Cuckoo bills & the ESA

From ANIMAL PEOPLE, June 1998:

TUCSON––They used to call it The
Tombstone Territory.
Now it’s potential critical habitat for
yellow-billed cuckoos, who could become the
next target of ideological gunslingers hellbent
on blowing away the Endangered Species Act.
Interior Secretary Bruce Babbit on
May 5 announced that 29 recovered species
including the bald eagle, Columbia whitetailed
deer, grey wolf, and peregrine falcon will be
delisted over the next two years––just in time,
cynics noted, for the next U.S. Presidential
election, when Babbitt if he survives present
poltical controversies might like to be making a
run for the White House.

Only 16 species have ever been
delisted in the 25 years that the present ESA has
been in effect. Seven, meanwhile, have gone
extinct. Currently protected are 466 animals
and 669 plants. A backlog of 243 candidate
species awaiting status determinations as of
April 1995, when Congress imposed a moratorium
on new listings, has been pared to about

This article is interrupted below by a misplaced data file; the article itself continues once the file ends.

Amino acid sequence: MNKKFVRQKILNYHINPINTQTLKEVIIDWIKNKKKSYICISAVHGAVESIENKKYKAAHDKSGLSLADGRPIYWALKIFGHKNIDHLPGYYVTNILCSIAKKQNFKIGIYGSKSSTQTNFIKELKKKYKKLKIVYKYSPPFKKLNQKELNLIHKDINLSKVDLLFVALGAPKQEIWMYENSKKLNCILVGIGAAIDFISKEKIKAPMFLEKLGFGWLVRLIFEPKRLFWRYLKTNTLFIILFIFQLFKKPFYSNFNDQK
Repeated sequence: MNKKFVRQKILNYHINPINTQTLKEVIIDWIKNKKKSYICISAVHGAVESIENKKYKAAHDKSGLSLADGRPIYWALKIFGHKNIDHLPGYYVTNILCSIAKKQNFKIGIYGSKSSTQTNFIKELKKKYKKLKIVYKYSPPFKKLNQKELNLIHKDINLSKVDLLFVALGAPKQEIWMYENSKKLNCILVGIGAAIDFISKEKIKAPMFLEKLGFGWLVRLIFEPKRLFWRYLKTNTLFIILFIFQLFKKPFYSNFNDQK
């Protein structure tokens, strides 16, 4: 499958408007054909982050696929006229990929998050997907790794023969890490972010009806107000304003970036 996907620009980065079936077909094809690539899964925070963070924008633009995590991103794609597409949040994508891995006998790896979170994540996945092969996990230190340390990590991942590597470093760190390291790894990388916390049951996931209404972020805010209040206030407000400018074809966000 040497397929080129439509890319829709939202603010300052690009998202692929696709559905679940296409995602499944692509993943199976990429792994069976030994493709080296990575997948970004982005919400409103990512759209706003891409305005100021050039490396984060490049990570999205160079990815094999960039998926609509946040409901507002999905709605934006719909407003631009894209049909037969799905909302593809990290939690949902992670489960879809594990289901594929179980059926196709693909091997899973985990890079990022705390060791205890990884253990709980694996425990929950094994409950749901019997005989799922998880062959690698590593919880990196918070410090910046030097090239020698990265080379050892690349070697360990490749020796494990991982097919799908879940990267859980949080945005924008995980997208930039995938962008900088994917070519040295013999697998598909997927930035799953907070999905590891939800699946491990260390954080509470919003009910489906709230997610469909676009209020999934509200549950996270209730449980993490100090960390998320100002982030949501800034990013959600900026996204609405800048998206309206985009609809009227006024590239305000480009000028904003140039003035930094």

100––but meanwhile there is the yellow-billed
cuckoo, whose name alone lends itself to sarcastic
sound bites in “yellow” reporting about
the cost of protecting rare creatures, and the
alleged cuckooness of letting an obscure South
American migrant inhibit development––or
grazing, logging, hunting, fishing, mining,
water rights, perhaps even offroad vehicle use.
Occasionally seen in three western
states, gone from four others, the yellow-billed
cuckoo hasn’t yet kept anyone from doing anything.
But as the 105th Congress moves toward
summer adjournment, there seems little likelihood
of proposed ESA rewrites clearing committee,
or of being rushed into law on the eve
of a midterm Congressional election.
“I wouldn’t declare an ESA rewrite
dead yet,” Heather Weiner of the Earthjustice
Legal Defense Fund told Associated Press on
May 18, “but it’s in a coma.”
Thus in absence of either expedited
listing and enforcement procedures, or dismantling
the law, the yellow-billed cuckoo gets
a chance to join the Tennessee snail darter, willow
flycatcher, Stevens kangaroo rat, and
dozens of other rarely recognized creatures who
nonetheless symbolize public frustration. Their
name is Legion––and code for Lawsuit City.
The reason, simply put, is that the
underfunded and poorly politically supported
ESA listing apparatus doesn’t work until obliged
to work by lawsuit. It rarely has worked otherwise